Sewage Treatment Applications

As shown in Figure 7.33.4, the effluent from the activated-sludge reactor is continuously withdrawn through a screening device to the recirculation pump of a membrane loop. The membranes separate the large molecules, and the retained solids are returned to the activated-sludge reactor. Because only small molecules can pass through the membrane separation device, a high concentration of biological solids develops in the activated-sludge reactor. Wastewater treatment facilities characteristically run this type of activated-sludge process with biological solids concentrations from 15,000 to 40,000 mg/l. Operating with such high solids content has two advantages: (1) the large biomass quickly degrades organics that can enter with the

FIG. 7.33.4 Sewage treatment system using a combination of membrane filtration and biodegradation by activated sludge. aThe influent flow range is 3000 to 30,000 gpd at BOD concentrations of 200 to 600 mg/l. bThe loop is purged when the solids concentration reaches 4% by weight and the total volume is only a few gallons. Total volume removed is well below 1% of the total influent volume.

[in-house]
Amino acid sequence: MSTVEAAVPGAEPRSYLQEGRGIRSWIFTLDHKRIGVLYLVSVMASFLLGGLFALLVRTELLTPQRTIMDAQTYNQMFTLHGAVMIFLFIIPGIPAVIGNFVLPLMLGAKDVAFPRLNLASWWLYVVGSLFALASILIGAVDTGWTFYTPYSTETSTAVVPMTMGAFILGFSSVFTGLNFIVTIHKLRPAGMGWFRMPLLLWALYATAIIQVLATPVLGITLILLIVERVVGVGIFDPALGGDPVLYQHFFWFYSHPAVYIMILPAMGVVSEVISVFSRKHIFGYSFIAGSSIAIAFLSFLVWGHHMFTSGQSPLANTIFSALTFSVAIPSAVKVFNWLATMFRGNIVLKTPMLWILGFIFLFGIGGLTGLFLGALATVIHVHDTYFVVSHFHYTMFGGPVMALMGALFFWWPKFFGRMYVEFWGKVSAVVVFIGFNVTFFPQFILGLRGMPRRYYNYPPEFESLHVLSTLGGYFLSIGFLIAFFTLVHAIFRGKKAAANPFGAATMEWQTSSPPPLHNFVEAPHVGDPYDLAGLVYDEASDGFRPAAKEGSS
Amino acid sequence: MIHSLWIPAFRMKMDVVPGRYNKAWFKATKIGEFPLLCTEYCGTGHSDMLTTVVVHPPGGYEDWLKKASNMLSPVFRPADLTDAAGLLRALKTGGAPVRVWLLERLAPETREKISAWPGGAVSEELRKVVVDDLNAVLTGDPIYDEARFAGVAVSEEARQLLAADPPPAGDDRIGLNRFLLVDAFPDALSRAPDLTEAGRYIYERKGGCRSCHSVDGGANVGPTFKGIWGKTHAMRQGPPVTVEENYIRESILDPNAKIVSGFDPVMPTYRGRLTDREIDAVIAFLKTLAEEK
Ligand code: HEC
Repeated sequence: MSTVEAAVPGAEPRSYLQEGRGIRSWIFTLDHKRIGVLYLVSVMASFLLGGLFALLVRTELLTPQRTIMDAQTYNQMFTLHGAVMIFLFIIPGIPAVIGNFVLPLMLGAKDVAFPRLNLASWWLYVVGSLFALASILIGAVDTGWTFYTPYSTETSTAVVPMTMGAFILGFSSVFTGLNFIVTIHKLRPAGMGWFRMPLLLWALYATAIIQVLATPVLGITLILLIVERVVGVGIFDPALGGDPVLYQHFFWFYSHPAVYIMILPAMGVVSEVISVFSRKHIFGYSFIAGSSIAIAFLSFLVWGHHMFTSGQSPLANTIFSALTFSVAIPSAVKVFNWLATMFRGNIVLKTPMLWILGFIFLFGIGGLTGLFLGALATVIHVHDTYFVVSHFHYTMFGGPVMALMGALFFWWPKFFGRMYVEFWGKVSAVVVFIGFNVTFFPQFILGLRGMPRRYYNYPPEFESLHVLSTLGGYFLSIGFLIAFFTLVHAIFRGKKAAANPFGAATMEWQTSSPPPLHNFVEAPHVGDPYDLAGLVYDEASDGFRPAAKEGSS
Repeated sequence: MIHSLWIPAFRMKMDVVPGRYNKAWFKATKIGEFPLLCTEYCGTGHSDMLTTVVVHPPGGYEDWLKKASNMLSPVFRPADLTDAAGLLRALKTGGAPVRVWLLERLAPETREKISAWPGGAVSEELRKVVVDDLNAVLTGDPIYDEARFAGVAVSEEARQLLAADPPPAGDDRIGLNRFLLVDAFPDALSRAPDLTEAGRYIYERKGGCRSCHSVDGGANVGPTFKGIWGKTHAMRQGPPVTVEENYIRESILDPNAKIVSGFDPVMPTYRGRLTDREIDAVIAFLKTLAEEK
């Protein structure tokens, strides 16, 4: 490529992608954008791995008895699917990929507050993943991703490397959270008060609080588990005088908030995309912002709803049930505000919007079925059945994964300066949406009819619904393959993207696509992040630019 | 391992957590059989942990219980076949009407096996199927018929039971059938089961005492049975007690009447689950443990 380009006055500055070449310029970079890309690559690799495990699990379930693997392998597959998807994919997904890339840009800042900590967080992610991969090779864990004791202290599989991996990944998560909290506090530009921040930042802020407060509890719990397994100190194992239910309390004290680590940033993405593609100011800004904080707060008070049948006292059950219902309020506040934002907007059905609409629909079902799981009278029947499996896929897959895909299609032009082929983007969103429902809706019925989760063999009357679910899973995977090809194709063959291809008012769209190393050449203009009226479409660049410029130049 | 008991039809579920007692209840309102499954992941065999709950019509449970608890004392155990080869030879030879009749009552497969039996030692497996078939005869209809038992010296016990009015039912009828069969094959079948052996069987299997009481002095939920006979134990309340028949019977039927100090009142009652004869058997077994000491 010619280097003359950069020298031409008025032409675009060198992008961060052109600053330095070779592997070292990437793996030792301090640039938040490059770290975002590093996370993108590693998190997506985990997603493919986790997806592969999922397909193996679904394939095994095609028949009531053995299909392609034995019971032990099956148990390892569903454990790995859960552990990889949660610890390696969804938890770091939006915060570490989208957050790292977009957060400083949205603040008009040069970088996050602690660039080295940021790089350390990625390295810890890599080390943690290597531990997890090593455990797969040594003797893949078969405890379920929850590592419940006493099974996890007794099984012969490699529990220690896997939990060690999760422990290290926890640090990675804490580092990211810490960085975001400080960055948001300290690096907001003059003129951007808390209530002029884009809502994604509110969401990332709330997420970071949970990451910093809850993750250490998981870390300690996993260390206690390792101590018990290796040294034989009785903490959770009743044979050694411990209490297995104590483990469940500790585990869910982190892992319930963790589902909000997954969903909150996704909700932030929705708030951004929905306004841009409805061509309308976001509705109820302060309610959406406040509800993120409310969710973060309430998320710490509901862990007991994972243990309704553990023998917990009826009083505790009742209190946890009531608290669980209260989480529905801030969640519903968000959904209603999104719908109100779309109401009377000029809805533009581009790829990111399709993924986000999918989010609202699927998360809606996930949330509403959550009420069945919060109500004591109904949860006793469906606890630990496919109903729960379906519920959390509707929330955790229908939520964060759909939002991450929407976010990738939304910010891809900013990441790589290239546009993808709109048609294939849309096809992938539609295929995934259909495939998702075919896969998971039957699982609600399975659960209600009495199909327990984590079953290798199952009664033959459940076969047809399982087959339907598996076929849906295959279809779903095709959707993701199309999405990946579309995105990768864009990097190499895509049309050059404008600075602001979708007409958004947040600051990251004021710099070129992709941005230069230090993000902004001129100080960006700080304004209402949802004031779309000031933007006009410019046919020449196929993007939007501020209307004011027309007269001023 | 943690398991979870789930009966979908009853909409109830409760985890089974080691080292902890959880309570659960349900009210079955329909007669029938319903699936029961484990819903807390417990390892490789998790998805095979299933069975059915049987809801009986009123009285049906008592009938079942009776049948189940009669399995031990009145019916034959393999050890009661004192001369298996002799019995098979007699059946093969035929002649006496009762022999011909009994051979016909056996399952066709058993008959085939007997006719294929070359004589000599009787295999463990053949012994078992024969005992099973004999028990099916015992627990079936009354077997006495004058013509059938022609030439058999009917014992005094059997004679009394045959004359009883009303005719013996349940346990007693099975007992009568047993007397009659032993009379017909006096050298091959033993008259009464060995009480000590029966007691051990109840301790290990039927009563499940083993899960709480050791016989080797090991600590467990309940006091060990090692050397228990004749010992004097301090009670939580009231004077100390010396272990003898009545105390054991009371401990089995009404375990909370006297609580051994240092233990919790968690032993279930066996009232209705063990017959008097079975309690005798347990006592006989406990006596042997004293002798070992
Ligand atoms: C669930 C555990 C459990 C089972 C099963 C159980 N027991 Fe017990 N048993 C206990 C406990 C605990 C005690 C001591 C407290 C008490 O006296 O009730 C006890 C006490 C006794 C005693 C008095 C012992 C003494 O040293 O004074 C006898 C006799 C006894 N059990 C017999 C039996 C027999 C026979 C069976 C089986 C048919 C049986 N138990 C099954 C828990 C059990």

FIG. 7.33.4 Sewage treatment system using a combination of membrane filtration and biodegradation by activated sludge. aThe influent flow range is 3000 to 30,000 gpd at BOD concentrations of 200 to 600 mg/l. bThe loop is purged when the solids concentration reaches 4% by weight and the total volume is only a few gallons. Total volume removed is well below 1% of the total influent volume.

feed and prevents fouling of the membrane surfaces, and (2) the activated-sludge reactor size is much reduced.

The membrane filter in the system guarantees a practically infinite detention time for the slow biodegradable components in the sewage because they cannot exist from the system. The biological solids are also totally contained by the membranes. Such a sewage treatment system operates with almost no discharge of excess activated-sludge solids. Practically all feed materials are converted to carbon dioxide, water, and inorganic salts. Some inert materials do accumulate in the reactor, and purging (see Figure 7.33.4) of the contents of the reaction system is periodically necessary.

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